So you can, like the Times, say "hedge funds the winners if Greek bailout arrives," and you'd be right. (You can also say "hedge funds the losers if Greek bailout doesn't arrive," and you'd maybe be right, though things like CDS and the fact that there's lots of losing to go around muddy the picture a bit.) But you can also notice that those hedge funds paid out a portion of their probabilistic winnings to sellers like French and German banks, who could probably use a little win right about now. The banks seem to have noticed that, since they hit the bid - and they seem to have thought that it was a better bid than what Greece and Brussels are sort-of-kind-of offering. Compare a maybe 75%+ NPV haircut on even the shortest bonds to this:
So, yes, the jerks - as I've called them, fondly - who don't intend to help out Greece in its time of need may get a nice payoff. Or they may get screwed. But the way they got into that position was by offering a better deal not to evil "hedge funds" but to - well, evil European banks, but still. The fact that the hedge funds stand to - maybe! - get a sort-of-kind-of-windfally-looking profit means that the banks have already done much better than they otherwise would have by the Greek debt exchange.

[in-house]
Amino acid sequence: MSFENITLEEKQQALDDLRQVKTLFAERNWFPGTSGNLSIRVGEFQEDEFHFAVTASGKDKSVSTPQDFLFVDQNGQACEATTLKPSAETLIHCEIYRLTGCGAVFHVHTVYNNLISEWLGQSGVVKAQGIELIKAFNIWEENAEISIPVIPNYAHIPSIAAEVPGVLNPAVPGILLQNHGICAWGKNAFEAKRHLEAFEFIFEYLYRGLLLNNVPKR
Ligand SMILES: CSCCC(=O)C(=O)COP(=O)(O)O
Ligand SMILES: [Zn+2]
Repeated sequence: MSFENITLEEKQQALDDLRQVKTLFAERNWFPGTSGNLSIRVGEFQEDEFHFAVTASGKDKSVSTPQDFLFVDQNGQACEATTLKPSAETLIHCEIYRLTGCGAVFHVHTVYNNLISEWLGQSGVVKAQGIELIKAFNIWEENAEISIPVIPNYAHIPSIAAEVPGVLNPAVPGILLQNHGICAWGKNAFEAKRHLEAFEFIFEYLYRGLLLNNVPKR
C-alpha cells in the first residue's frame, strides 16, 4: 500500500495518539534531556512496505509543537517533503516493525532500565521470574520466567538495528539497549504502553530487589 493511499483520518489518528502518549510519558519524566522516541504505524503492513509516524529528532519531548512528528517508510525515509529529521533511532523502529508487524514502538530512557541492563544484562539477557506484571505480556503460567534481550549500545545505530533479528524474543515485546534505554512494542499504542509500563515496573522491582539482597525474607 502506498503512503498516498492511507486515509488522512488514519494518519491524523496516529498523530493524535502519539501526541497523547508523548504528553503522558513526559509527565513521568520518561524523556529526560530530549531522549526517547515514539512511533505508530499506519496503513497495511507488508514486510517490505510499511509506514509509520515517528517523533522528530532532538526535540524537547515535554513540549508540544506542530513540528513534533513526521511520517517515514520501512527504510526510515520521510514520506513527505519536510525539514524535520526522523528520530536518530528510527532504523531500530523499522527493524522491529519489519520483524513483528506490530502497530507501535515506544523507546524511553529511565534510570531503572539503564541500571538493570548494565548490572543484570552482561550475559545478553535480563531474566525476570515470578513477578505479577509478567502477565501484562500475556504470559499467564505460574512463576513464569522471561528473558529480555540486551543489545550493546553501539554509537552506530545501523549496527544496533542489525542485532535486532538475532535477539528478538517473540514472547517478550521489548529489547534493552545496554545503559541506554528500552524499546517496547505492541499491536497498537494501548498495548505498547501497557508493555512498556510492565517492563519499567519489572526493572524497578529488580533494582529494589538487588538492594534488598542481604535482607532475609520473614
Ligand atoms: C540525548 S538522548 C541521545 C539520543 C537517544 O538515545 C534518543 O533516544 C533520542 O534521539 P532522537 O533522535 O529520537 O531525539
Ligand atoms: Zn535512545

The banks and the hedge funds get this. A thing to maybe wonder about is the extent to which whoever is corralling the banks - Eurocrats, banking regulators, the IMF, the Institute for International Finance, etc. - also get it. (Probably a fairly large extent, right?) If I were negotiating the PSI on behalf of Greece, I would be pretty pissed if a bank came to me at the last minute and said "nah, I'm not gonna participate in this exchange, just ride it out and see if you default." But I'd be even more pissed if that bank avoided coming to me at all because by the time the last minute rolled around it had already sold to a hedge fund who doesn't care as much about my pissed-off-ness. I'd probably do what I could to make things difficult for that hedge fund. But I'd also think about extracting some pain from the bank.
Well, no, I wouldn't really, because more pain for European banks is the last thing anyone needs. But I'd think hard, now, about providing a currently credible expectation of pain to those banks. Because if on the one hand hedge funds are offering to take their Greek risk off their hands for a price that contemplates a better recovery than those banks could actually negotiate for - and on the other hand Greece/Brussels are offering them nothing to stay in the bonds and the negotiations other than harangues and continental pride - then that does not bode well for the pitfally path of pitfalls.
* This is an amazing book! Just as an aside, if you enjoy the ... maybe somewhat off-putting picture of Taleb's personality that you can get from some of his pop books, there are moments of bliss here. Try the first page of Dynamic Hedging: "I clambered up to my attic where, during 6 entire months, I spent 14 hours a day, 7 days a week, immersed in probability theory, numerical analysis, and mathematical statistics (at a Ph.D. level. Then I began to write this book." Thanks! It's really great though.